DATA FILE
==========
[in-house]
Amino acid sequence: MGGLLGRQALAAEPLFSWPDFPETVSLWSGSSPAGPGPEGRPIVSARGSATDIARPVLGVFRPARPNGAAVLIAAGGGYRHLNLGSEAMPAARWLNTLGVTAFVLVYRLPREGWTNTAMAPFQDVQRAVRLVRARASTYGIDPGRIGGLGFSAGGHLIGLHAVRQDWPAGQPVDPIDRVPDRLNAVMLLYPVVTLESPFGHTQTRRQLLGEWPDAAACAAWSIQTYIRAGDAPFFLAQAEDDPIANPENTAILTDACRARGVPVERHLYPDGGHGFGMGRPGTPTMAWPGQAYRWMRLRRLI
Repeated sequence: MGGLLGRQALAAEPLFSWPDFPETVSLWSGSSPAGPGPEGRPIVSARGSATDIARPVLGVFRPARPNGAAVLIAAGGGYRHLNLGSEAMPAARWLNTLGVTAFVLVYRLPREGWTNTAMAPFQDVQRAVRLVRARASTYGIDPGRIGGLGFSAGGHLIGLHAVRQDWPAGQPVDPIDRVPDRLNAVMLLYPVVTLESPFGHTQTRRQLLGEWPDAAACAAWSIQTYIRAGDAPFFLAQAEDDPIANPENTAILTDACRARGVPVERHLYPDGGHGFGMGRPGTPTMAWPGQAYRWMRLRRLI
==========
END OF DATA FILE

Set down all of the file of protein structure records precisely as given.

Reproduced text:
[in-house]
Amino acid sequence: MGGLLGRQALAAEPLFSWPDFPETVSLWSGSSPAGPGPEGRPIVSARGSATDIARPVLGVFRPARPNGAAVLIAAGGGYRHLNLGSEAMPAARWLNTLGVTAFVLVYRLPREGWTNTAMAPFQDVQRAVRLVRARASTYGIDPGRIGGLGFSAGGHLIGLHAVRQDWPAGQPVDPIDRVPDRLNAVMLLYPVVTLESPFGHTQTRRQLLGEWPDAAACAAWSIQTYIRAGDAPFFLAQAEDDPIANPENTAILTDACRARGVPVERHLYPDGGHGFGMGRPGTPTMAWPGQAYRWMRLRRLI
Repeated sequence: MGGLLGRQALAAEPLFSWPDFPETVSLWSGSSPAGPGPEGRPIVSARGSATDIARPVLGVFRPARPNGAAVLIAAGGGYRHLNLGSEAMPAARWLNTLGVTAFVLVYRLPREGWTNTAMAPFQDVQRAVRLVRARASTYGIDPGRIGGLGFSAGGHLIGLHAVRQDWPAGQPVDPIDRVPDRLNAVMLLYPVVTLESPFGHTQTRRQLLGEWPDAAACAAWSIQTYIRAGDAPFFLAQAEDDPIANPENTAILTDACRARGVPVERHLYPDGGHGFGMGRPGTPTMAWPGQAYRWMRLRRLI